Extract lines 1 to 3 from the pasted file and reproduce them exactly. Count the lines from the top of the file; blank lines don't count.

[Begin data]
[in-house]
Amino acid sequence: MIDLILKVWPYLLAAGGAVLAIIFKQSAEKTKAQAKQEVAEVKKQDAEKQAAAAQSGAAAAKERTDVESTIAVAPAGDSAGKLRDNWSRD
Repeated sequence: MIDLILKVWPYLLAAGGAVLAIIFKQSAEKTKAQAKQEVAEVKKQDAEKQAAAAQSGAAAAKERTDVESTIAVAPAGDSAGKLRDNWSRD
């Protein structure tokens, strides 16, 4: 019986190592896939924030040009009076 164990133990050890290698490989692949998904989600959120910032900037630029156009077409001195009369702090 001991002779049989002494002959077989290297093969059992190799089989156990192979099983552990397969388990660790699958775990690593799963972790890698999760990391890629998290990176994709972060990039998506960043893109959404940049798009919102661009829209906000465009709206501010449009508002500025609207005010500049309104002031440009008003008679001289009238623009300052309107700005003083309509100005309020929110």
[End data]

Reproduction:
[in-house]
Amino acid sequence: MIDLILKVWPYLLAAGGAVLAIIFKQSAEKTKAQAKQEVAEVKKQDAEKQAAAAQSGAAAAKERTDVESTIAVAPAGDSAGKLRDNWSRD
Repeated sequence: MIDLILKVWPYLLAAGGAVLAIIFKQSAEKTKAQAKQEVAEVKKQDAEKQAAAAQSGAAAAKERTDVESTIAVAPAGDSAGKLRDNWSRD